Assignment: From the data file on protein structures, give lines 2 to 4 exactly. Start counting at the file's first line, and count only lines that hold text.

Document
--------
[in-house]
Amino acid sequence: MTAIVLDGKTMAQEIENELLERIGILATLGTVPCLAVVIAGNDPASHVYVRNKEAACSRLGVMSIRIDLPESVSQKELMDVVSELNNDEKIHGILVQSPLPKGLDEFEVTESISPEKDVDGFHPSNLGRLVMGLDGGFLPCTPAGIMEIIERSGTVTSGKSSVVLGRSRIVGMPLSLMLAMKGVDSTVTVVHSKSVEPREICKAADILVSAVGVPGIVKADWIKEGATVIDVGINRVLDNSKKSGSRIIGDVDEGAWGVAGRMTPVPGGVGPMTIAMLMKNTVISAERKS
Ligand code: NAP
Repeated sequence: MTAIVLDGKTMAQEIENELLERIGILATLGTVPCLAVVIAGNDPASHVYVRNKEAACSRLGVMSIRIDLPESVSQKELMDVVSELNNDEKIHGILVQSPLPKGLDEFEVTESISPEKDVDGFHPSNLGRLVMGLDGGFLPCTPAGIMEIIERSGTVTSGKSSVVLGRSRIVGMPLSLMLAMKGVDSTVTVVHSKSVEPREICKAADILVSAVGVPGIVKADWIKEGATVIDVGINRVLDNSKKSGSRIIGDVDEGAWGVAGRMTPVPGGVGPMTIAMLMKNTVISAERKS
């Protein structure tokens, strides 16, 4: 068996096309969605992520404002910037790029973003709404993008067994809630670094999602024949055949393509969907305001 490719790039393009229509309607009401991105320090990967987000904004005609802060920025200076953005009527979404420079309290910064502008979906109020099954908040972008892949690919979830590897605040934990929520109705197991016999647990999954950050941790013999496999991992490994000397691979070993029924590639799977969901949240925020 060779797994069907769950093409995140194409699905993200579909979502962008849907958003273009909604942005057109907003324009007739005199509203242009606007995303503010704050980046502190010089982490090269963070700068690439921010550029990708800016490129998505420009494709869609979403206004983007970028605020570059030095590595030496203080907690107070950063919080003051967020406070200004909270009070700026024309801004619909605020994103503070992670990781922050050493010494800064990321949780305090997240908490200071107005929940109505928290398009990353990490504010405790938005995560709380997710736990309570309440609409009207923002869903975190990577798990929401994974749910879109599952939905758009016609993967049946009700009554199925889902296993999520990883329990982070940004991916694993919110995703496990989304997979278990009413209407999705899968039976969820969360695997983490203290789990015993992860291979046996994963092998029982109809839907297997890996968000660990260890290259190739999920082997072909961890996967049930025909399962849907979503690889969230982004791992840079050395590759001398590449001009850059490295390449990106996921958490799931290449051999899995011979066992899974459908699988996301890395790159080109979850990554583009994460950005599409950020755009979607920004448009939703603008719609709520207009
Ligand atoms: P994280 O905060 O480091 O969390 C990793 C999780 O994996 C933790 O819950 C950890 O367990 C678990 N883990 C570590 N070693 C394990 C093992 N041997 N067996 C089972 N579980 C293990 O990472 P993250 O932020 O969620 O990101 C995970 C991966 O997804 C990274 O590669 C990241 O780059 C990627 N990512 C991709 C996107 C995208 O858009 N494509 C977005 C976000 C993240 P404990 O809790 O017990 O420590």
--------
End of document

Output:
Amino acid sequence: MTAIVLDGKTMAQEIENELLERIGILATLGTVPCLAVVIAGNDPASHVYVRNKEAACSRLGVMSIRIDLPESVSQKELMDVVSELNNDEKIHGILVQSPLPKGLDEFEVTESISPEKDVDGFHPSNLGRLVMGLDGGFLPCTPAGIMEIIERSGTVTSGKSSVVLGRSRIVGMPLSLMLAMKGVDSTVTVVHSKSVEPREICKAADILVSAVGVPGIVKADWIKEGATVIDVGINRVLDNSKKSGSRIIGDVDEGAWGVAGRMTPVPGGVGPMTIAMLMKNTVISAERKS
Ligand code: NAP
Repeated sequence: MTAIVLDGKTMAQEIENELLERIGILATLGTVPCLAVVIAGNDPASHVYVRNKEAACSRLGVMSIRIDLPESVSQKELMDVVSELNNDEKIHGILVQSPLPKGLDEFEVTESISPEKDVDGFHPSNLGRLVMGLDGGFLPCTPAGIMEIIERSGTVTSGKSSVVLGRSRIVGMPLSLMLAMKGVDSTVTVVHSKSVEPREICKAADILVSAVGVPGIVKADWIKEGATVIDVGINRVLDNSKKSGSRIIGDVDEGAWGVAGRMTPVPGGVGPMTIAMLMKNTVISAERKS